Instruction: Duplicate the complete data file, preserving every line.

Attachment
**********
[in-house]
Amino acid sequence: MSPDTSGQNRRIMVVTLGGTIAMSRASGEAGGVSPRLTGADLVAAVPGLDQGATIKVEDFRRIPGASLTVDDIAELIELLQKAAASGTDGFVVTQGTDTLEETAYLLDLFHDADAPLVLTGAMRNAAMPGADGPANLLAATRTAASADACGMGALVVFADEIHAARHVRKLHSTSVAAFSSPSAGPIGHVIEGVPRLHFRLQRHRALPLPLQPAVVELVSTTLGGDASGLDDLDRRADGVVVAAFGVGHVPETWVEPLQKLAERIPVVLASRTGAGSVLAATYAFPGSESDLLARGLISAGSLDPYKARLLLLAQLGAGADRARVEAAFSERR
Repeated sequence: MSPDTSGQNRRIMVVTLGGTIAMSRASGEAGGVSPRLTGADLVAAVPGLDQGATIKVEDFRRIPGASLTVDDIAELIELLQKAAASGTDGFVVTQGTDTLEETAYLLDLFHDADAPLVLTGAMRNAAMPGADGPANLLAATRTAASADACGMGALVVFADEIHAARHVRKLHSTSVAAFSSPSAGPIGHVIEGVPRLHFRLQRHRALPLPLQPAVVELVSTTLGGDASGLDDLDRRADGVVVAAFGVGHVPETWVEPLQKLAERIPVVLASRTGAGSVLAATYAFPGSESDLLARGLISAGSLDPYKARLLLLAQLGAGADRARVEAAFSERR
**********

[in-house]
Amino acid sequence: MSPDTSGQNRRIMVVTLGGTIAMSRASGEAGGVSPRLTGADLVAAVPGLDQGATIKVEDFRRIPGASLTVDDIAELIELLQKAAASGTDGFVVTQGTDTLEETAYLLDLFHDADAPLVLTGAMRNAAMPGADGPANLLAATRTAASADACGMGALVVFADEIHAARHVRKLHSTSVAAFSSPSAGPIGHVIEGVPRLHFRLQRHRALPLPLQPAVVELVSTTLGGDASGLDDLDRRADGVVVAAFGVGHVPETWVEPLQKLAERIPVVLASRTGAGSVLAATYAFPGSESDLLARGLISAGSLDPYKARLLLLAQLGAGADRARVEAAFSERR
Repeated sequence: MSPDTSGQNRRIMVVTLGGTIAMSRASGEAGGVSPRLTGADLVAAVPGLDQGATIKVEDFRRIPGASLTVDDIAELIELLQKAAASGTDGFVVTQGTDTLEETAYLLDLFHDADAPLVLTGAMRNAAMPGADGPANLLAATRTAASADACGMGALVVFADEIHAARHVRKLHSTSVAAFSSPSAGPIGHVIEGVPRLHFRLQRHRALPLPLQPAVVELVSTTLGGDASGLDDLDRRADGVVVAAFGVGHVPETWVEPLQKLAERIPVVLASRTGAGSVLAATYAFPGSESDLLARGLISAGSLDPYKARLLLLAQLGAGADRARVEAAFSERR